The biggest barrier seems to be security and privacy of the sensors and data – the very things that make a city smart. The concern seems to be around data breach and how to minimize the exposure of the sensors in-field. However, in the past year or so there seems to have been a shift in the mind set of what is more important: a $5 sensor or the data we collect on people and objects. Clearly the data protection is more important. An example would be smart city projects in Canada that want to provide more real-time information to citizens about services and conditions. It requires them to track citizens to offer this service which means that there are substantial privacy concerns. The client can share lots of data but if it becomes compromised the city collecting it is liable under new legislation in Canada. Cities are taking the time to understand the risks and prepare for the eventuality of data breach and invasion of privacy.

You can see presentation that I gave below. As always if you have any questions about the presentation, please do not hesitate to contact us for clarification.

 

CB0C A Smart City Under Attack – TwelveDot

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Mac OS Is A Target

If you own an Apple product and  have not seen or heard about the recent increase of nasty malware targeting Mac OS then now is your chance to get up to speed. I know that many of you out there using this Mac OS do so due to ease of use and seamless integration into your tech toys like iPhones and iPads.  The belief that Windows users were the only ones with a malware problem is a myth. You need to wake up to fact that your laptop, iPhone or iPad is being targeted; the malware is getting really sophisticated and all platforms are susceptible to attack!

Here are some examples of the recent malware you should know about:

Proton – The malware includes root-access privileges and features that allow an attacker to obtain full control of the victim’s computer. Its capabilities include: running real-time console commands and file-manager, key logging, SSH/VNC connectivity, screenshots, webcam operation and the ability to present a custom native window requesting information such as a credit-card, driver’s license and more. The malware also boasts the capability of iCloud access, even when two-factor authentication is enabled.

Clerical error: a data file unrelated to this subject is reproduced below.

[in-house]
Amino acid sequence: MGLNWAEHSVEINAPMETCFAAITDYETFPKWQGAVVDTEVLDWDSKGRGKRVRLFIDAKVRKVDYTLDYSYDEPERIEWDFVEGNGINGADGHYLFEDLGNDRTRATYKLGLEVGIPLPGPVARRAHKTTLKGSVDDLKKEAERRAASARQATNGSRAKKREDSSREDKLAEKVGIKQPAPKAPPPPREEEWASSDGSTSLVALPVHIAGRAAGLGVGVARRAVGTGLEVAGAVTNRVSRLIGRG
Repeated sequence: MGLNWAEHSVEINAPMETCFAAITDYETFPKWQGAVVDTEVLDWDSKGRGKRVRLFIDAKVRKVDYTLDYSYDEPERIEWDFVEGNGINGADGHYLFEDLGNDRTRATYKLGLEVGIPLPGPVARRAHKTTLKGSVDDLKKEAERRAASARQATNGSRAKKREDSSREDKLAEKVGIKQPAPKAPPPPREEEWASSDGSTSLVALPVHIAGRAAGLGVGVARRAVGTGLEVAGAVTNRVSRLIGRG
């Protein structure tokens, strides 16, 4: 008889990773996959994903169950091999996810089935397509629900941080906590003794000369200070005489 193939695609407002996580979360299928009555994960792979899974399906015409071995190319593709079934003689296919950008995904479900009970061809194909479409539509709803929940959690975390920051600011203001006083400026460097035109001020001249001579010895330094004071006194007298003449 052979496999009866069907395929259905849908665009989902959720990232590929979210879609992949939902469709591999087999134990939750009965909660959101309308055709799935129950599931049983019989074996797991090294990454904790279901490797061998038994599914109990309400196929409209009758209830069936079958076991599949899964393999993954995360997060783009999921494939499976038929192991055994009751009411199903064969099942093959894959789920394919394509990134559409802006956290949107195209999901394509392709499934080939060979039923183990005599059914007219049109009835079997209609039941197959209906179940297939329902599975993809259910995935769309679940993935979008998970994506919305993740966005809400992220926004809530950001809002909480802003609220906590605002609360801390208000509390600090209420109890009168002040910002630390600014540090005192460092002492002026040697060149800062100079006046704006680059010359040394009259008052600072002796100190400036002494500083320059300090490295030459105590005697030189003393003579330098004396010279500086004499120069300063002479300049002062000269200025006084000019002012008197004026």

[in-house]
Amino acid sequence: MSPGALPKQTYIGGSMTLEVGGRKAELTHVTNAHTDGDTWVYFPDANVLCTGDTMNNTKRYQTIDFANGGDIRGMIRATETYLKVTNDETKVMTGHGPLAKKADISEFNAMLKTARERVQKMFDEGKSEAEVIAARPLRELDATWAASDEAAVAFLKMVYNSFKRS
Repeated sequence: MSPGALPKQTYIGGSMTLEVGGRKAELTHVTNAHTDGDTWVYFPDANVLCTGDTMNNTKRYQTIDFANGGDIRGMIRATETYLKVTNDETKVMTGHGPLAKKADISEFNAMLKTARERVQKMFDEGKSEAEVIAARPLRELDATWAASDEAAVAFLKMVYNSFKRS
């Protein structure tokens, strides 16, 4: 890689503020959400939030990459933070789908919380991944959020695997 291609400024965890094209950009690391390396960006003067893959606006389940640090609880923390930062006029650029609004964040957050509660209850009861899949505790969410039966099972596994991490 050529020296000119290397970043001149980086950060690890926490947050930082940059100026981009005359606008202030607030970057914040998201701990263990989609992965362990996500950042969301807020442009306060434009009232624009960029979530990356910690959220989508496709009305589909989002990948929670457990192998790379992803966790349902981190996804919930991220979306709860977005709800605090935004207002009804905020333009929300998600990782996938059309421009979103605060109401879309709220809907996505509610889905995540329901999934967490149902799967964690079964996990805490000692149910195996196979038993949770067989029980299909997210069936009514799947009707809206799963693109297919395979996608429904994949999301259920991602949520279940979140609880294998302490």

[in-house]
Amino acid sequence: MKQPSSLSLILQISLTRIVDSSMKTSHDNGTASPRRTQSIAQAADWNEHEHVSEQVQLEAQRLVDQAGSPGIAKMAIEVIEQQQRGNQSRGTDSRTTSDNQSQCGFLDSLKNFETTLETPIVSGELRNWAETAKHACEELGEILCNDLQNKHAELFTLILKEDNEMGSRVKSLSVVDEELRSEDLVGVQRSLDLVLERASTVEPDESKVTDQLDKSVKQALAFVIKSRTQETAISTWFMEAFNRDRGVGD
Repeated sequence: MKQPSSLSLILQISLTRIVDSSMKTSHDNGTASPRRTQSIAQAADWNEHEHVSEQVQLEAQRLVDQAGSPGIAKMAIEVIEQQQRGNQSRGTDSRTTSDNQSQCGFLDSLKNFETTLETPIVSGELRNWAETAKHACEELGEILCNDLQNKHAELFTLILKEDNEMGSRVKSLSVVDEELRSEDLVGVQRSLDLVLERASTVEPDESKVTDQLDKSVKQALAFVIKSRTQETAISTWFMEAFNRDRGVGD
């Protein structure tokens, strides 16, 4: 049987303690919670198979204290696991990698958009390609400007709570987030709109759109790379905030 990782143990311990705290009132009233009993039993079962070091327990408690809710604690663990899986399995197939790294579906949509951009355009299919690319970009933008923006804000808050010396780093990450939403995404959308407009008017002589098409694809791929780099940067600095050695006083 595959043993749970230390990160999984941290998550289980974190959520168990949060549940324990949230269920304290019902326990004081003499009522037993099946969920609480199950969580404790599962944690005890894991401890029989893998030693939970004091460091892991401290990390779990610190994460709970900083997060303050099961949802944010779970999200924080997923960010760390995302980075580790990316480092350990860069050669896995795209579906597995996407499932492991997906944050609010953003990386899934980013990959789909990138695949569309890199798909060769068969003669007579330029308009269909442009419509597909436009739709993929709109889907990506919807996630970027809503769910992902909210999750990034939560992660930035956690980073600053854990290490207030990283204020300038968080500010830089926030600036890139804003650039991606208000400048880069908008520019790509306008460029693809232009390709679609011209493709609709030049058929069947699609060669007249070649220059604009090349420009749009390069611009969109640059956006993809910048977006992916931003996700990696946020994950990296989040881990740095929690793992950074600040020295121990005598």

Xagent – This malware contains payload that can make a compromised system running Mac OS X provide passwords, take screen captures and wipe iPhone backups stored on the Mac OS system.

As you can see being a Mac user  does not guarantee security and this scenario is only going to get worse. For your own sake please always keep that in mind. That said, here is what you can do to protect yourself:

  1. Use Time Machine to make backs up regularly and ensure they are encrypted. I prefer not to use iCloud due to the fact I am not really sure who Apple shares this data with. While they say things publicly the other side of the fence might offer a differing view.
  2. Ensure all iPhone backups are also encrypted.
  3. Use a tool such as Little Snitch to determine when unknown connections are leaving your Mac. Getting to know what your computer is doing and what it should be doing is key to early detection of compromise.
  4. Determine if a downloaded application might not be what you think it is using Suspicious Package.
  5. Get alerted if your being watched with OverSight.
  6. For your base install you already have the following:
    1. Using a passphrase for a password that 20+ characters long
    2. Using FileVault
    3. Using DuckDuckGo for your searching and research
    4. Use a VPN if you have to use a public or untrusted WiFi provider
    5. Track the security news for new developments in Mac OS malware